2nd. International Conference on Computing, Communication and Control Technologies: CCCT '04. For details, please visit: http://www.iiisci.org/ccct2004/WebSite/Default.asp .

26 – 29 August 2004, Beijing, China

Visit http://www.mapasia.org  for more information.

3 - 6 October 2004, Freiburg im Breisgau, Germany

International Conference "Laser-Scanners for Forest and Landscape Assessment - Instruments, Processing Methods and Applications". For details, visit: http://www.natscan.de/conference/.

13. – 14 October  2004, Herľany, Slovakia

Detailed information you can find at: http://www.fberg.tuke.sk/fakulta/konf_herlany/html/indexen.htm

7-10 November 2004, Berlin, Germany

CODATA  -  Committee on Data for Science and Technology of the International Council of Science – ICSU Title: “The Information Society: New Horizons for Science”. Visit http://www.CODATA.org/04conf for more information.

 

IAG Sister Societies’ General Assemblies

22-27 May Athens, Greece

The next FIG General Assembly will be held in conjunction to the FIG Working Week in Athens. For details, please visit http://www.fig2004.gr.

28 June –1 July 2004, Nottingham, United Kingdom

This Symposium is organized by FIG Commission 6 and includes a workshop “Measurements and Analysis of Cyclic deformations and Structural Vibrations”. More information available at: http://www.fig.net/figtree/nottingham.

12-23 July 2004, Istanbul, Turkey

The XXth Congress of the International Society for Photogrammetry and Remote Sensing will be held in Istanbul, Turkey.  Visit http://www.isprs2004-istanbul.com for more information.

9-16 July 2005, A Coruña, Spain

The XXII International Cartographic Conference (ICC) is the most important event in the International Cartographic Association (ICA) calendar. Please visit http://www.icc2005.org for details.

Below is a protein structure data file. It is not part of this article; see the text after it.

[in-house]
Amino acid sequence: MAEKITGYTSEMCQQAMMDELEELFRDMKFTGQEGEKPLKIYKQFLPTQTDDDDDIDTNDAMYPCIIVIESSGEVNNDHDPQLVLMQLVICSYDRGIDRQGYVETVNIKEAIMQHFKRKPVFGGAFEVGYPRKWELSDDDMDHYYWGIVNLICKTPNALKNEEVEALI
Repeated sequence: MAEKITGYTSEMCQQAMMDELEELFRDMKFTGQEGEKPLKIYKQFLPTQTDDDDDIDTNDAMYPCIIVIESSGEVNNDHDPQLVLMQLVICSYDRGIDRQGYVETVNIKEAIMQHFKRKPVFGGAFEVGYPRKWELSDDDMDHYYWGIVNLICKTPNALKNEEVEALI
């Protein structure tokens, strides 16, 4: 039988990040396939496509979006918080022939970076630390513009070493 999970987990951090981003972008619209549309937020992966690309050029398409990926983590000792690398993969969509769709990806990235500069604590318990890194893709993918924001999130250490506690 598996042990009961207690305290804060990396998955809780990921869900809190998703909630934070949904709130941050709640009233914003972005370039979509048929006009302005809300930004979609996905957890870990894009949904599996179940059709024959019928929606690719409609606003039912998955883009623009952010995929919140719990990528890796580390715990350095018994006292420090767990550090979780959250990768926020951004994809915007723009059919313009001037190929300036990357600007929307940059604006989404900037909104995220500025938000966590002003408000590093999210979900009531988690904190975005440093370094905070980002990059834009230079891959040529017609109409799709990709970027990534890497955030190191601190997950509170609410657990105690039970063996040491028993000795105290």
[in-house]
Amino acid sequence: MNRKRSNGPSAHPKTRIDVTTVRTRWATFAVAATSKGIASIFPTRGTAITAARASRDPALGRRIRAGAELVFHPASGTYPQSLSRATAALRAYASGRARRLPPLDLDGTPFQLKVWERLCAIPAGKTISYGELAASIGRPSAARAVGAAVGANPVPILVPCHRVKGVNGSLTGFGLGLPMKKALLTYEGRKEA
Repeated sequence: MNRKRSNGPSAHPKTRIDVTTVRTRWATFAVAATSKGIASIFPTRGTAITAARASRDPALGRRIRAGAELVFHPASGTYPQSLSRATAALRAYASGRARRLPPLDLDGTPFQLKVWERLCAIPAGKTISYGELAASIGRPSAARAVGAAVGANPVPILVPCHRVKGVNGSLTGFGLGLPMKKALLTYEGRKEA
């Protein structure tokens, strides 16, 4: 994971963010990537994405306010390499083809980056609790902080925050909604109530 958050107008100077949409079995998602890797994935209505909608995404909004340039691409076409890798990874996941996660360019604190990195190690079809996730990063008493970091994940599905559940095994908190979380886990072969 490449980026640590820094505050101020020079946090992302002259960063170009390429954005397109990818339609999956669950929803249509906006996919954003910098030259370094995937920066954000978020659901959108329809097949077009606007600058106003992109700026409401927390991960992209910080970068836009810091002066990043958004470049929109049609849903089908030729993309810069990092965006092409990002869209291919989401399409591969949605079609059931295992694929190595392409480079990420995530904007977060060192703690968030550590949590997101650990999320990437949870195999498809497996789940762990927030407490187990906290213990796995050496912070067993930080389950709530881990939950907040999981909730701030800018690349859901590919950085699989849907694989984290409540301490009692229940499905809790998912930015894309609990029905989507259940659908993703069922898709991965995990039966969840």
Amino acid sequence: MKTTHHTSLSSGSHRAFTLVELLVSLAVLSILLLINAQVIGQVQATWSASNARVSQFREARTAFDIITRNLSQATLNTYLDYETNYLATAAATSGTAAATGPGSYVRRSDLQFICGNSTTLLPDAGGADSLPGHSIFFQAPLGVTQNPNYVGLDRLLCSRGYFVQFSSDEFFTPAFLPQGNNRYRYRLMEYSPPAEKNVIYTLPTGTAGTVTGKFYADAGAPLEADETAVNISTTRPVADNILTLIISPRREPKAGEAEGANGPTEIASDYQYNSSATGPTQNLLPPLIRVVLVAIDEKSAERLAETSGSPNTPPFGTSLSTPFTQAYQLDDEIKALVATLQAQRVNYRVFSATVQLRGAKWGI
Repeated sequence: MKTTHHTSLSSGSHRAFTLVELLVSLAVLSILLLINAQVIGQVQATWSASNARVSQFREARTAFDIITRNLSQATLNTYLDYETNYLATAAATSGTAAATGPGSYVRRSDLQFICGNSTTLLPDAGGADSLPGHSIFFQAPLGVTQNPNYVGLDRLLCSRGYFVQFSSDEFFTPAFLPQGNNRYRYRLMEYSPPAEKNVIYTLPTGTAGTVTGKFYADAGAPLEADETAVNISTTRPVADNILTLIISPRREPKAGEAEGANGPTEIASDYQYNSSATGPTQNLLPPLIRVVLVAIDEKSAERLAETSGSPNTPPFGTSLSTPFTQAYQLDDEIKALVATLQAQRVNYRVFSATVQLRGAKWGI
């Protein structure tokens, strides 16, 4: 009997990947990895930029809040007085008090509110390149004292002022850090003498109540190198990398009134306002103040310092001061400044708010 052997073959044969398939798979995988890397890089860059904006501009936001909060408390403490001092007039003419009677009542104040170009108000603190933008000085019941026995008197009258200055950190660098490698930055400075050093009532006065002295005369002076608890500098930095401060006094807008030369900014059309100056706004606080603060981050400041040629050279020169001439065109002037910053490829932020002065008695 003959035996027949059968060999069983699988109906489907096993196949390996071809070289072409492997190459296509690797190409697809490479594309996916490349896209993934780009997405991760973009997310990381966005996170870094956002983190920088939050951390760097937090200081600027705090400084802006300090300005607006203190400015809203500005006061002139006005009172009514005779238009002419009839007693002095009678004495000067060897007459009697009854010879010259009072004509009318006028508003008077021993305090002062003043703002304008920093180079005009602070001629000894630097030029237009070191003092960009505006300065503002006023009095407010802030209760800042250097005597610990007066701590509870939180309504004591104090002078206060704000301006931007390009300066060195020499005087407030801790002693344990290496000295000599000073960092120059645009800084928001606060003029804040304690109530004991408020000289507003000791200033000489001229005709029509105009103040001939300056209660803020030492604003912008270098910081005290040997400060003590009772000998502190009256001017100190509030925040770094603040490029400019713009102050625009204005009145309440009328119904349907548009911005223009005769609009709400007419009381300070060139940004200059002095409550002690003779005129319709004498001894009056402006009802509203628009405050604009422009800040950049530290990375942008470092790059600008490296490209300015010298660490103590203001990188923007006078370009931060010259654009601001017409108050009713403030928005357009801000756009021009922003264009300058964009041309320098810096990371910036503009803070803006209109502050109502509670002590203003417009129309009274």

Wolfgang Torge: Geodesy 3rd Edition

 

 

Title:                                       Geodesy, 3rd Edition

Author:                                 Wolfgang Torge

Publisher:                             Walter de Gruyter

ISBN:                                     3 11 017072 8

Year:                                       2001

Price:                                      US$ 49.95 (€ 38.95)

Pages:                                    xv + 416

Size:                                        17 x 24

Details:                                  paperback

 

Geodesy has undergone a profound change during the past thirty years. In particular, space techniques, i.e. the geodetic use of satellites and of astronomical radio interferometry have affected almost all parts of geodesy. Geodetic techniques became much more accurate and truly global. As a consequence the role of reference systems became more prominent because they are the common link of the various campaigns and techniques as well as the connection between measurement and mathematical models. Classical geodetic techniques were exchanged by modern and more efficient ones; at the same time geodesy became more and more relevant for Earth sciences. In the third edition of his textbook “geodesy” Wolfgang Torge succeeds to unfold this new face of geodesy to the reader and to make him understand the underlying structures. Already the previous editions of this well-known textbook, published in 1980 and in 1991 contained some contours of these new trends. Now in the new edition they form the very core, magnificently presented, well structured and easily accessible. Style and approach are similar to the old editions, however emphasis and content of the various parts has changed profoundly.

       It is a real challenge to cover geodesy as a whole in only 400 pages. The chosen structure and way of presentation allowed Wolfgang Torge to achieve this goal. He does not dwell on detailed derivations of formulas (for this purpose the reader is referred to the classics “physical geodesy” by Heiskanen and Moritz and “satellite geodesy” by Kaula). However, all essential equations are there, in a consistent notation and easily understandable – and many formulas are based on elegant and original derivations of the author himself. So much about the style of the book; the structure is consequent and logical. The first  part deals with the foundations, with reference systems, theoretical fundamentals of the gravity field and of geodetic Earth models (chapters 2, 3 and 4). The central part contains measurement techniques and processing methods. Finally, chapters seven and eight cover geodetic networks and geodynamics.